Saturday, August 6, 2011

The Culture -Day 4

As I stated before, after only a few days, I feel as though I have learned SO MUCH about the culture and the different way of life in Peru.
Here are some CULTURAL TIPS which I figured out in the first couple days:
- One of the first things that I noticed was as soon as I was picked up from the airport, I was greeted by all with a kiss on the right cheek. This is how Peruvians say hello, good-bye, even good night or just before leaving a room.
- Toilet Paper does not flush. This is something that is useful to know in many foreign countries- including Peru. The plumbing and water pressure is not as strong as in the US, and for this, the toilet paper will not flush down the toilet. If it is flushed, the toilet will clog. There are waste baskets next to all of the toilets, and after wiping, you throw away your toilet paper in the waste basket. At first, this takes some getting used to, but after only a week or two, it begins to feel normal.
- La Agua. The water in Peru is NOT okay to drink if you are from the US. The water out of the tap is not purified and you must drink bottled, or boiled water. This is not a problem for me, because my host family boils water everyday so that we will have pure water to drink. The problems come when you want bottled water outside of the house. Typically, when asking for or ordering bottled water, you will receive corbonated water. To avoid this, you must clarify that you want a "botella de agua sin gas" (without the carbonation).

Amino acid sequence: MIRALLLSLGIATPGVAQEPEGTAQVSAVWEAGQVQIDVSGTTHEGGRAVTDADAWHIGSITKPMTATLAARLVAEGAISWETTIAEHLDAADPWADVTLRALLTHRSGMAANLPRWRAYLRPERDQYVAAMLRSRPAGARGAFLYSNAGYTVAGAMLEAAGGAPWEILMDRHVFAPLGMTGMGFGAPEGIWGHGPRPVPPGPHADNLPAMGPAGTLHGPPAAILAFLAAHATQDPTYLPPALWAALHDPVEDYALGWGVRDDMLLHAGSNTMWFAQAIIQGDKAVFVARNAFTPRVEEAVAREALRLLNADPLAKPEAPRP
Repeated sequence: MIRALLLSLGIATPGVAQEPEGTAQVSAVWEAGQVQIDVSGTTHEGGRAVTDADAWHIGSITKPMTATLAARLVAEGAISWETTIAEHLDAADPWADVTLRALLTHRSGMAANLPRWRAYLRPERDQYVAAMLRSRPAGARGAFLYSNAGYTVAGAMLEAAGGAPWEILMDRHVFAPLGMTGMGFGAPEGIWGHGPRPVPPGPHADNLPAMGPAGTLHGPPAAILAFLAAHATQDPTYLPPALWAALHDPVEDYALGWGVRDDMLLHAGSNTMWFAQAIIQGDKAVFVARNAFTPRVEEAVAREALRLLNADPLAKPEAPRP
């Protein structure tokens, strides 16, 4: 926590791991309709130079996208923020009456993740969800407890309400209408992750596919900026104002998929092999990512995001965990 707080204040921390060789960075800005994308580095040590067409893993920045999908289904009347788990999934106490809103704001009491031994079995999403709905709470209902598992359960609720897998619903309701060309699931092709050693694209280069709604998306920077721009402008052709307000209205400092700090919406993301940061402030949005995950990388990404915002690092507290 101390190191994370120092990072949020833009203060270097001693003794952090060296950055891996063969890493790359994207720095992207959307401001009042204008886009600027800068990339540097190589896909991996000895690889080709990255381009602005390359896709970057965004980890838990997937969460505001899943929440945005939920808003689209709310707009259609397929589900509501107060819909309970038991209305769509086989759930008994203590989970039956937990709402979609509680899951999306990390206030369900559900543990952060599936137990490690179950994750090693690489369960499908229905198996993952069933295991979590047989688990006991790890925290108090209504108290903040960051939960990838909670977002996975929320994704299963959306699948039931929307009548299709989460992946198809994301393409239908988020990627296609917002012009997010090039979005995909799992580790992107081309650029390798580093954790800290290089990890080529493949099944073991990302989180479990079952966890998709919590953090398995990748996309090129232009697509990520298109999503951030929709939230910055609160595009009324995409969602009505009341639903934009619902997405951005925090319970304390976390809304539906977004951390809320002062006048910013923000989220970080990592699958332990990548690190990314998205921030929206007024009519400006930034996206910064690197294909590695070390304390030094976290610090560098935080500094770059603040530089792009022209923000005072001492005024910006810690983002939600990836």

- I am realizing that in all things, being punctual is not a big deal. We have had various orientations, meetings, classes, and even tours. Nearly all of our scheduled events to this point have started 15-30 minutes later than scheduled.
- Being politically correct is no big deal in Peru. Many Peruvians "call it like they see it" more or less. For example they will instantly give people nicknames based on thier appearance. (A Chinese person will be referred to as "Chino" or a heavier set person will be called "gordito" or "gordo". In a group of Peruvian people, I am always referred to as "la gringa" or "la rubia"). This was  made apparent to us as soon as we arrived at our host family.
- Affectionate and caring people! The Peruvians are very caring and welcoming. Coming in as a foreigner, this has been very comforting. Although, their affection is appreciated, for me, at times, it can be too much. You can see these very affectionate qualities acted out everywhere! In other words, there is a lot PDA! Couples are everywhere on the streets, in stores, and in the buses. And they are usually making out. This was a surprise for me, and something that I am still getting used to.
- Also, the Peruvians have a smaller "personal bubble" than in the US. They stand closer to you when talking to you. It is not so much so that it is uncomfortable, but it is noticeable.

1 comment:

  1. Ok so I just bumped into this blog and I'm having so much fun reading an American's conception of Peru, it's quite interesting, although I already knew most of the cultural differences, I'm spotting a few new things.

    On a separate note regarding the "nicknames", we will actually call ANY asian person, no matter their nationality or heritage, a Chino. And any dark-skinned person that is not indigenous is automatically a negro. All of this might sound extremely racist, but the terms are usually not used in a racist tone, although they can also be used like that. It's all a matter of who's calling you names and what tone they're using.